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Sunday, June 16, 2013

Father's Day, 2013

First Father's Day without Dad...

Dad died nine months and two days ago. In honour of the today, I'm going to share my thoughts of him. These were the words I shared with friends and family at his memorial service last September.

Dad’s Memorial Service; September 27th, 2012.

I would like to share a few thoughts and memories of my Dad. I’ll read them, as speaking off the cuff will be a little difficult right now.

Dad taught me many things over the years. He encouraged me in many pursuits, even the ones that were of little interest to him. And he always shared with me his observations of what went on in the world, our neighborhood and our family. 

Here are a few of the things he taught me;

Dad taught me how to light a fire.

He taught me how to polish my shoes and boots. Dad also taught me, no, instilled in me the importance of polishing one’s shoes and boots. First, they will last longer and second, many people will judge you by the state of them.

Dad taught me how to tie knots, and also how to tie a tie, properly! Ties were very important to Dad. I recall meeting him at Union Station one morning as we were going to the Auto Show. Even though he’d been retired for a few months by this time, he still couldn’t leave the house on a week day without putting on a tie. I insisted he remove it. Reluctantly he did so! 

For Dad, wearing a tie seemed almost as important as having a good shine on one’s shoes.

Dad taught me to drive standard.

He also taught me how to use simple hand-tools, but most importantly to put them back from whence they came! 

Dad taught me that having a good sense of humor was a very important tool for dealing with one’s problems, easing a difficult situation or putting others at ease. Dad’s wit, not unlike the tools on his bench, was always so very sharp.

But Dad’s sense of humor, his witty responses or observations, they were never meant to harm. His joking, or “pulling of one’s leg” were always in good fun. Always “joshing” and never aimed at someone who couldn’t handle it.

Dad didn’t tell jokes though, he told funny-stories, he made light of serious situations. He did this to put you at ease, break the ice, or simply to get a rise out of you.

Dad loved to go for a swim. Whether it was a “dip” in the Roses’ pool or a “paddle” in the sea, he enjoyed a swim. Many years ago, when I was maybe 9 or ten we used to go a couple of times a month to the local public pool. He also took me there for swimming lessons. This was one of those instances where he “encouraged” me as opposed to “taught” me. I was curious to know how Dad had learnt to swim, so on one of these outings I asked him.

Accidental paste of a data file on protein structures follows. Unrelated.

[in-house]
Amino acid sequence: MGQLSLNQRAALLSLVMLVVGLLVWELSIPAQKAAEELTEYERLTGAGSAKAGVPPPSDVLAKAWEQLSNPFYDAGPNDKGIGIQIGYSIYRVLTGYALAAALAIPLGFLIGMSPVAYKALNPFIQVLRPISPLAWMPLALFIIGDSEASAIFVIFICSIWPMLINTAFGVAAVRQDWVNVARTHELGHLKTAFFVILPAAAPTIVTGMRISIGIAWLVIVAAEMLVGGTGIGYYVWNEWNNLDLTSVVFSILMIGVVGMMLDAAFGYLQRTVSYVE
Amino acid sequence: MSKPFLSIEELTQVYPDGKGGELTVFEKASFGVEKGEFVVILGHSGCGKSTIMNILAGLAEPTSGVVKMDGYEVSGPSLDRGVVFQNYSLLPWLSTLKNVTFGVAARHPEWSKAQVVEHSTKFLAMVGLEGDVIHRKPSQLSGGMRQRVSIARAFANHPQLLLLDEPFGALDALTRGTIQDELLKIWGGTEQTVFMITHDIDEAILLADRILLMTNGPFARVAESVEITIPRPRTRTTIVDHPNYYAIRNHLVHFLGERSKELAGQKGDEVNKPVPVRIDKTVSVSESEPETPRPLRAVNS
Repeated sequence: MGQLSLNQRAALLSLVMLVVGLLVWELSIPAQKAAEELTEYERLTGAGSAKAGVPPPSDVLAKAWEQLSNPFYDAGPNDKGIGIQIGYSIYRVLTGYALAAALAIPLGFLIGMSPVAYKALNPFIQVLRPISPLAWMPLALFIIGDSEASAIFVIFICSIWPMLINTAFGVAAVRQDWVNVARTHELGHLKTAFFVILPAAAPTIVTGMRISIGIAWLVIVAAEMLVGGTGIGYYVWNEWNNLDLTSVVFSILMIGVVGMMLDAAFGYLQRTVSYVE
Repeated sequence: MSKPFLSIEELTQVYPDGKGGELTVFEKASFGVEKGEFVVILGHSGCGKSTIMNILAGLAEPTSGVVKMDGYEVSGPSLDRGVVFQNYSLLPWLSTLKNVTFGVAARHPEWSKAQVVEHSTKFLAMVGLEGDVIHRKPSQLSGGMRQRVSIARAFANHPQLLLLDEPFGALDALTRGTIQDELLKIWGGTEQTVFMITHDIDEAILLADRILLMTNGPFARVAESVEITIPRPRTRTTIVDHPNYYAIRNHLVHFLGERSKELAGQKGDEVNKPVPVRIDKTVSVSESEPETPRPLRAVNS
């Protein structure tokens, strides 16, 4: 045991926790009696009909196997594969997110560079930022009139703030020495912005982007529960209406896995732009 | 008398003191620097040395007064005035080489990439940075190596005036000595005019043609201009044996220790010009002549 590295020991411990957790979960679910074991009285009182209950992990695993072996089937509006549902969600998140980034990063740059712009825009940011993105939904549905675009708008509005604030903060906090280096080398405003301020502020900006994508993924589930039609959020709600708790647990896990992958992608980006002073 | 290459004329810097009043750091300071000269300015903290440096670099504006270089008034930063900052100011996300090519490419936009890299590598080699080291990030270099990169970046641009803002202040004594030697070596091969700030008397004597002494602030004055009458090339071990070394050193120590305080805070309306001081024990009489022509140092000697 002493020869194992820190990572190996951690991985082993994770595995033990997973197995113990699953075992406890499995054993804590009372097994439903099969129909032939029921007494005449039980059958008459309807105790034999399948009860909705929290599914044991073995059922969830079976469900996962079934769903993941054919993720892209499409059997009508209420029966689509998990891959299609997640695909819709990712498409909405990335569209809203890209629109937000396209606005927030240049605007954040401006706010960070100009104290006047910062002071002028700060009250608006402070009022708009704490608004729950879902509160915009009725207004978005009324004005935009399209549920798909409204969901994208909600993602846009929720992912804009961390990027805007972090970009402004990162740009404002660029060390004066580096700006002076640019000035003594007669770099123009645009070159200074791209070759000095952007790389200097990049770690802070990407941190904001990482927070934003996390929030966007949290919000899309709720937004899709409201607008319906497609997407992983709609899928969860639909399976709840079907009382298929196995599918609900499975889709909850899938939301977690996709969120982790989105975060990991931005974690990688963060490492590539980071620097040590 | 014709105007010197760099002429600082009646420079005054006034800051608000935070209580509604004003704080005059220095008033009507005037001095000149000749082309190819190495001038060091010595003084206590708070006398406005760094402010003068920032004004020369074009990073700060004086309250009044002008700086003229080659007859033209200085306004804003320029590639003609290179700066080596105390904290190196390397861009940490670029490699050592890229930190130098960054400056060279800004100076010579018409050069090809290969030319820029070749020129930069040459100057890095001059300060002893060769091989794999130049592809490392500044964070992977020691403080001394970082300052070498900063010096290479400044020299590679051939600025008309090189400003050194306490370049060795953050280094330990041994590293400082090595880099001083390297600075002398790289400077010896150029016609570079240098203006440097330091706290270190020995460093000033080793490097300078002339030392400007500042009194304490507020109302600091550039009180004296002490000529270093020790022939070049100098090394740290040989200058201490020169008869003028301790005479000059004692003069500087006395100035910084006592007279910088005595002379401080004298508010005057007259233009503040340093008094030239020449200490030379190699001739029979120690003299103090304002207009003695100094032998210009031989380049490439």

Well, where Dad grew up there were no public pools at the time. All the kids went down to the local canal and their parents taught them to swim there, by just throwing them in. Only thing was though, while all the other kids had bathing suits on, Dad had a sack full of rocks!

I don’t think Dad had an easy childhood. Growing up through the war, the threat of bombings and having been moved around so much was difficult. Making light of these difficult times was Dad’s way of dealing with difficult situations. For as English as Dad was, and as English it is to have a “stiff upper lip,” finding humor in what otherwise might be bleak can be very therapeutic. 

Something else Dad taught me, which again finds its roots in his early years, was the importance of being on time. Something even more important than having a good shine on one’s shoes! Dad was rarely if ever late. He NEVER left the house without his watch.

Photography was a hobby Dad encouraged me to pursue. Dad’s interest in photography though was not an interest in the actual art or science of it. Dad took pictures to record an event, or for a recollection of the places we had been. Later though he took less pictures and his interest in the equipment involved grew. Many times I would show up at Mum & Dad’s with a new camera and Dad would enquire if I was leaving it for him to look after. Most of the time though I think this was simply in response to me asking him if he wanted me to look after his Rolex! 

Dad taught me many lessons over the years. Some very important ones. Dad taught me to have a strong work ethic. He taught me to take responsibility for my own actions, especially when they affected others. To say you’re sorry when it was your fault. Own up to your mistakes, admit it when you’re in the wrong; unless of course I was involved in a car accident. 

Mostly though, I was taught by my Dad through the examples he set and by his actions; not often by his words. The “Old Guy” never said to me “I told you so,” or “What did I tell you.” Never commented “Should have listened to me,” or “That was stupid!” But he always asked if he could help somehow. 

Dad loved my Mum, loved her dearly, treated her like a Queen and taught me to do the same. Most of all, and certainly most importantly, my Dad taught me respect.

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